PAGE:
When men come to coaching or join a men’s group, it’s always because some relationship in their life has become unsatisfying or has failed altogether.
For some guys, a committed relationships with another person has turned sour. For others it’s the relationship they have with their body – which shows up as health problems or body-image concerns. Still others have concerns about their relationship they have with the world-in-general; in other words, they’re sick of their job.
Most men approach these challenges with a fix-it attitude, a deeply rooted belief that they if they can just learn and apply the right facts, information or techniques to their situation, things will change for the better.
It turns out, problems of relationship require men to develop new skills of relating; but, because men are largely socialized to think and do rather than to relate and wait, they struggle and often give up trying to create change altogether.
The best thing a guy can do, if he’s interested in making lasting changes in his relationship, is to deliberately cultivate the skill of awareness. For newcomers to the concept, awareness just refers to that innate capacity we all have to recognize what’s going on in our body, mind, heart and environment in a given moment without (at first) doing a damn thing about it.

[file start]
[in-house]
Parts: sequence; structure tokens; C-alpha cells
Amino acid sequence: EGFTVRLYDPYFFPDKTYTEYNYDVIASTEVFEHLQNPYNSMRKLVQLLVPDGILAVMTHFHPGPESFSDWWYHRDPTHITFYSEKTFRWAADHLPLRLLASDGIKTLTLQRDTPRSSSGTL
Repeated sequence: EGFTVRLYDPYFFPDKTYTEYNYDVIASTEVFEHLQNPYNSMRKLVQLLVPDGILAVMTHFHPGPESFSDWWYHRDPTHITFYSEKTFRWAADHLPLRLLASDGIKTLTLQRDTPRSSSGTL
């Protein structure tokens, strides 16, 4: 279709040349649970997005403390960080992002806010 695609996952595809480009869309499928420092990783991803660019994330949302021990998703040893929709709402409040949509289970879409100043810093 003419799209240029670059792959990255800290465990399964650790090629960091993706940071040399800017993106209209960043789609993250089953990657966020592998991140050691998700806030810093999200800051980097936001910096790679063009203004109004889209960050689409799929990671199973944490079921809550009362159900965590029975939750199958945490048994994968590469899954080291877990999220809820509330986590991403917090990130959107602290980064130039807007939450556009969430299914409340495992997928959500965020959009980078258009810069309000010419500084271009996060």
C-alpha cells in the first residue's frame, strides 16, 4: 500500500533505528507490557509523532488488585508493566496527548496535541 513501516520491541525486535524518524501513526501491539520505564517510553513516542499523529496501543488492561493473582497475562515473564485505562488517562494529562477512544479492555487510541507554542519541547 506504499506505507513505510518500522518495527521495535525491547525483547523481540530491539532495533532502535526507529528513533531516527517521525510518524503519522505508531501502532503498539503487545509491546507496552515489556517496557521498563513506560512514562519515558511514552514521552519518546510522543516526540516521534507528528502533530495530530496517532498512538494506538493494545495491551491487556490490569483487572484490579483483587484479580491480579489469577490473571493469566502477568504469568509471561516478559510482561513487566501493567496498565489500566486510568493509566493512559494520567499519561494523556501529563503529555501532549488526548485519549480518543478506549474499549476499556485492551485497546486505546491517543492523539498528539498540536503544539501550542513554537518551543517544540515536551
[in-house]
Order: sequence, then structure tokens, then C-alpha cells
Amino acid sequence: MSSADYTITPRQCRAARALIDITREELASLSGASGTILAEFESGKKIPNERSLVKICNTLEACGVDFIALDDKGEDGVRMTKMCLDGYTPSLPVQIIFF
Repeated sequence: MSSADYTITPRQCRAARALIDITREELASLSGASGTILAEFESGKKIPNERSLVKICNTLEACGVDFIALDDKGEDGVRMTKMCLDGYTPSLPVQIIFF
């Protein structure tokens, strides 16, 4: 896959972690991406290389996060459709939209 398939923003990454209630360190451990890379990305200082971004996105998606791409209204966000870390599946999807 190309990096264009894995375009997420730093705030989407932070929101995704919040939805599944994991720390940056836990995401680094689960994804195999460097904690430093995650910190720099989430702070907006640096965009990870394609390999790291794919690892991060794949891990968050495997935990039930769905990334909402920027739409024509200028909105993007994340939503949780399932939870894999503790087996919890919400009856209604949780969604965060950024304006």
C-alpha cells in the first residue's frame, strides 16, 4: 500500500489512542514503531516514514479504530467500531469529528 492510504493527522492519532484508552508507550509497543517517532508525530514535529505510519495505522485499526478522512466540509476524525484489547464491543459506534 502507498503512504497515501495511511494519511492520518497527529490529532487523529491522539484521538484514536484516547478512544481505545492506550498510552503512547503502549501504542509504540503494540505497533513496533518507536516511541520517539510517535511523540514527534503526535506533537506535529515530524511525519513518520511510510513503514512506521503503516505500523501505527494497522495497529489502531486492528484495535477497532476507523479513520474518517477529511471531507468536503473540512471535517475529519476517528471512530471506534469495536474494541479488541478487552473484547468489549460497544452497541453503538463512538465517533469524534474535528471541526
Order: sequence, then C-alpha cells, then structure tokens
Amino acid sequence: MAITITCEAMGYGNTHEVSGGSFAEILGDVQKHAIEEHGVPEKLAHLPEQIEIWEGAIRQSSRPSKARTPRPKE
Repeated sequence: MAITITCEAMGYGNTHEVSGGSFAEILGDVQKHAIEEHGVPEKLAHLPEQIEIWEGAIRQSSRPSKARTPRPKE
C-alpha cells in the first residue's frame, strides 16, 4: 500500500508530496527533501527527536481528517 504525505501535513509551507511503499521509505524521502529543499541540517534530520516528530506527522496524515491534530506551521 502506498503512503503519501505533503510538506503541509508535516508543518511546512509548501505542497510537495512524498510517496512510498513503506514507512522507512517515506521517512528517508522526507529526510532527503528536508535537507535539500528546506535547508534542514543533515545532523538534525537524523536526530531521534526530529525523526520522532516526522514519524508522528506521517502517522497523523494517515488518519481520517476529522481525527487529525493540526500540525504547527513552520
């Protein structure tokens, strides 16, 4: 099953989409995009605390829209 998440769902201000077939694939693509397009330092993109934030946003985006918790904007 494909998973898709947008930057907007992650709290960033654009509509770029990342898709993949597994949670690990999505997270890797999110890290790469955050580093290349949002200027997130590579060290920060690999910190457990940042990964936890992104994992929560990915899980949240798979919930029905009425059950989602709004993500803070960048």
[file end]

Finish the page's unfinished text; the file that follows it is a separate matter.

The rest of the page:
For guys who see themselves as doers, this may seem incomprehensible – or irrelevant. What good could come from doing nothing? If that’s the thought that shot through your mind, you have misunderstood me. Cultivating awareness and being aware is not a passive activity.
Case in point: Have you ever played that deer hunting game at a bar or an arcade? If so, you’ll know well that feeling of aliveness, bordering on tension, that you feel as you scan the screen for the next deer to pop into sight. “What’s going to happen next? What now? What now?” That is what it’s like to apply awareness to your life. Not passive at all. You feel poised. You feel ready. You feel awake.
And how exactly does cultivating awareness improve relationships? Good question. Here’s a short list:
It trains you to be less reactive in difficult situations
It makes listening to others into a dynamic and interesting activity
It makes it possible for you to identify physical and emotional stress long before it becomes a medical or mental health problem
It creates a sense of more space in your body and mind, so the world doesn’t feel like it’s closing in on you
Of course, it’s up to each individual man to decide whether reading another book or listening to another podcast – to get tips, tricks and techniques for change – will benefit him and his relationships more or less than investing time in cultivating awareness.
I’ll write more in the future about specific ways to cultivate awareness. For now, chew on these ideas, men, and let me know your thoughts and – more importantly – your experiences.